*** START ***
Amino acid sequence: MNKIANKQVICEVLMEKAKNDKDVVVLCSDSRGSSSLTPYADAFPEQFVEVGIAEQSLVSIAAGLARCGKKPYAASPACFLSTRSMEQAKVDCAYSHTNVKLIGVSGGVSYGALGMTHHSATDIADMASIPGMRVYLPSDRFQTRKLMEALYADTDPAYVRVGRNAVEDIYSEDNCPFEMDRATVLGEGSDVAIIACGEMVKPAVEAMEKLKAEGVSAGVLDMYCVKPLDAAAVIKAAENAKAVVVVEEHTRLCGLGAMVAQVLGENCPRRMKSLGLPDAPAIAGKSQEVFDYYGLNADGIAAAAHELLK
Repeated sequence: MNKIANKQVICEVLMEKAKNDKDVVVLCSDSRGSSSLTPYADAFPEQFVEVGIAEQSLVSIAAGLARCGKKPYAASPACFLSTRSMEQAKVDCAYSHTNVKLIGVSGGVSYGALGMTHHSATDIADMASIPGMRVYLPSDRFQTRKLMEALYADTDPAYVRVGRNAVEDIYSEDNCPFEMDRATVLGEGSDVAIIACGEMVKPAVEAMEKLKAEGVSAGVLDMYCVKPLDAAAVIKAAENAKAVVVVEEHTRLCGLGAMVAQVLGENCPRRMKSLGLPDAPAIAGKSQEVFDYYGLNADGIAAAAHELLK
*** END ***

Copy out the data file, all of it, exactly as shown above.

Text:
Amino acid sequence: MNKIANKQVICEVLMEKAKNDKDVVVLCSDSRGSSSLTPYADAFPEQFVEVGIAEQSLVSIAAGLARCGKKPYAASPACFLSTRSMEQAKVDCAYSHTNVKLIGVSGGVSYGALGMTHHSATDIADMASIPGMRVYLPSDRFQTRKLMEALYADTDPAYVRVGRNAVEDIYSEDNCPFEMDRATVLGEGSDVAIIACGEMVKPAVEAMEKLKAEGVSAGVLDMYCVKPLDAAAVIKAAENAKAVVVVEEHTRLCGLGAMVAQVLGENCPRRMKSLGLPDAPAIAGKSQEVFDYYGLNADGIAAAAHELLK
Repeated sequence: MNKIANKQVICEVLMEKAKNDKDVVVLCSDSRGSSSLTPYADAFPEQFVEVGIAEQSLVSIAAGLARCGKKPYAASPACFLSTRSMEQAKVDCAYSHTNVKLIGVSGGVSYGALGMTHHSATDIADMASIPGMRVYLPSDRFQTRKLMEALYADTDPAYVRVGRNAVEDIYSEDNCPFEMDRATVLGEGSDVAIIACGEMVKPAVEAMEKLKAEGVSAGVLDMYCVKPLDAAAVIKAAENAKAVVVVEEHTRLCGLGAMVAQVLGENCPRRMKSLGLPDAPAIAGKSQEVFDYYGLNADGIAAAAHELLK